Time and space

It takes a finite amount of time to process loop data into my database, and the results take up a finite amount of space.  So no matter what, if I process and save results, it will take time and space.  We’ve ordered a faster, bigger machine, and that will help speed things up and make space less of an issue, but there are more loop detectors to process.

So the presumption is that it is actually *worth* the time and space to compute and store the data.  This isn’t necessarily the case.  In fact, what I really want access to are the long-term averages of the accident risk values over time.  Going forward, I always want to keep around a little bit of data, but the primary use case is to compare historical averages (sliced and diced in various ways) to the current values.

The problem is that it is difficult to maintain historical trends without keeping the data handy.  As I’ve said in prior postings and in my notes, I really like how CouchDB’s map reduce approach allows the generation of different layers of statistics.  By emitting an array as the key, and a predicted risk quantity as the value, the reduce function that computes mean and variance will be run for a cascading tree of the keys.   So just by writing a map with a key like [loop_id,month,day, 15_minute_period], I can ask for averages over all data, over just a single loop, over a loop for a month, over a loop for a month for a particular Monday, etc etc.

On the other hand, this is limiting.  If I change my mind and want to aggregate over days but without splitting out months, or if I want to put a year field in there to evaluate annual variations, I can’t.  I have to rewrite the map, perhaps using the same view, and the whole shebang has to be recomputed—not trivial when the input set is about 15G per week.

As CouchDB matures, perhaps it will do a faster job computing views.  The approach is certainly there to parallelize the computations, but at the moment I only see a single process thrashing through the calculations.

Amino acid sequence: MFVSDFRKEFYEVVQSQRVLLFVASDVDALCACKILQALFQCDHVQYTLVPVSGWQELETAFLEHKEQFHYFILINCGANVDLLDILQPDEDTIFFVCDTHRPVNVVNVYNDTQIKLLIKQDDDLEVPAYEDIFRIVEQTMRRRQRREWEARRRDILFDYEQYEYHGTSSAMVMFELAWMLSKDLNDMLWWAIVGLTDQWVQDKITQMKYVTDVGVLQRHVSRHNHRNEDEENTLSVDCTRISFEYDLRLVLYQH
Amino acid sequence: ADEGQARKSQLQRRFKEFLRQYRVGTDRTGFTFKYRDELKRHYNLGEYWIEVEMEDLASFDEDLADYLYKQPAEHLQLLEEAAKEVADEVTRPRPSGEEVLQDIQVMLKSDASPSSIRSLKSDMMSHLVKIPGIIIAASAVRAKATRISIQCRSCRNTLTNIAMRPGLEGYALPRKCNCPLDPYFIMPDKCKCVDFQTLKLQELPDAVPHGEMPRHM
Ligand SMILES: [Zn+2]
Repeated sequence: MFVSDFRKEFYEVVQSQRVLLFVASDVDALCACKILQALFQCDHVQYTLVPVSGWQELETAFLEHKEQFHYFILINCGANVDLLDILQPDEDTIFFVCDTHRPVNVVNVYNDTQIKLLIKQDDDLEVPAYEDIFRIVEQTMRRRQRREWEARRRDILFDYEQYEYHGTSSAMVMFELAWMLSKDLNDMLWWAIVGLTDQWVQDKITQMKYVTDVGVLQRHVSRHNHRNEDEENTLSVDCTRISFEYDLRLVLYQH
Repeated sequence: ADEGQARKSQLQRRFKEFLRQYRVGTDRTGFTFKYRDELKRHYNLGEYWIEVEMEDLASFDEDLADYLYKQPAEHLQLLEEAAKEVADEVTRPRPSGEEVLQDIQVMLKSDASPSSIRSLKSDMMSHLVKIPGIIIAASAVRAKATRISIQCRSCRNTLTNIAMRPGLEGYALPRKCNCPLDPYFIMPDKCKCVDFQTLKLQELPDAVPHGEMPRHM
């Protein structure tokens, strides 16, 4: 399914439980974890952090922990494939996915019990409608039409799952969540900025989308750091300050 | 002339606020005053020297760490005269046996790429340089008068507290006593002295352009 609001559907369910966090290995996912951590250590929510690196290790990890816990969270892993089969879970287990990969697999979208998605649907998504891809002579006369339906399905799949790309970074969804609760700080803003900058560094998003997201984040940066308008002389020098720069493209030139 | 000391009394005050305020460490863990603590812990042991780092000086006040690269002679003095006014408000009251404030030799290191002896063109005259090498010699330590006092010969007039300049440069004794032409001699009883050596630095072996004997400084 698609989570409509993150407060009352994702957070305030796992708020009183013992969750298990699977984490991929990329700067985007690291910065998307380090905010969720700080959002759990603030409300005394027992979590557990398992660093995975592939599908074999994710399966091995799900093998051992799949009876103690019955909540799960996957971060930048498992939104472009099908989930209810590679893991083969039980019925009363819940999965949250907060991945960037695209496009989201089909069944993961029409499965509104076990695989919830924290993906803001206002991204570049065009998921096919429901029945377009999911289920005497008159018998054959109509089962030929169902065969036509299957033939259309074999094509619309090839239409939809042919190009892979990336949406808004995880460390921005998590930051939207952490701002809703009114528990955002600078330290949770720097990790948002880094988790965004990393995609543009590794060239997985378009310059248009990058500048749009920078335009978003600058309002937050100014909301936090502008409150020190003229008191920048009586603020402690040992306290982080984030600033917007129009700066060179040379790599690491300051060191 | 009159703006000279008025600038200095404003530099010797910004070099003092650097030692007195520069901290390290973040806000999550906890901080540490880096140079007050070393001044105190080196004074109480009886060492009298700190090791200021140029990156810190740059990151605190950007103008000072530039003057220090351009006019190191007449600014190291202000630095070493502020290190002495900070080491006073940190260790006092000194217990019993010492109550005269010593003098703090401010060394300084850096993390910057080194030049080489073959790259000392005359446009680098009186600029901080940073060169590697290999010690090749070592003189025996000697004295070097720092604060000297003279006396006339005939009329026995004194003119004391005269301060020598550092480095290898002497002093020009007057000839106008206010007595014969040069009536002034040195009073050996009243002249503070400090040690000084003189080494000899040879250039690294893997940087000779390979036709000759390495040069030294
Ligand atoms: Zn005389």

Finally, if I delete old data, it isn’t clear to me how I would still maintain the running computations of mean and variance.  Technically it is possible—all you have to do is combine partial compuations, knowing the number of observations that fed into each one.  But practically, I have a feeling that when I delete input data, the output will get blown away.

Perhaps the best approach is to maintain couchdb for just a day’s worth of data, and run a separate postgresql process to store the map reduce output.  Then as couchdb matures, I can eventually store longer and longer time periods, but at all times I have a record of past history.

I think a table storing 5 minute-rounded timestamp, loop id, as the key, and all the different mean, variance, and count values for all of the different risk predictions would be good.  This would then feed higher level aggregation tables (like day, year, and so on).  By keeping the 5 minute mean and variance, I can compute any other variance pretty quickly (average across all loops, average for that day, average for a year of that loop and 5 minute period, etc).

A lot of data is a lot of data

I can’t seem to get an efficient setup going for storing loop data in couchdb.  On the surface it seems pretty simple—every loop is independent of every other loop, so every observation can be a document.  But for this application this is more limiting than I first thought.  The problem is that after storing just a few days worth of data, the single couchdb database expands to 35GB.  I tried running my carefully crafted map/reduce to get mean and variance stats, and the process went out to lunch for days before I killed it off.

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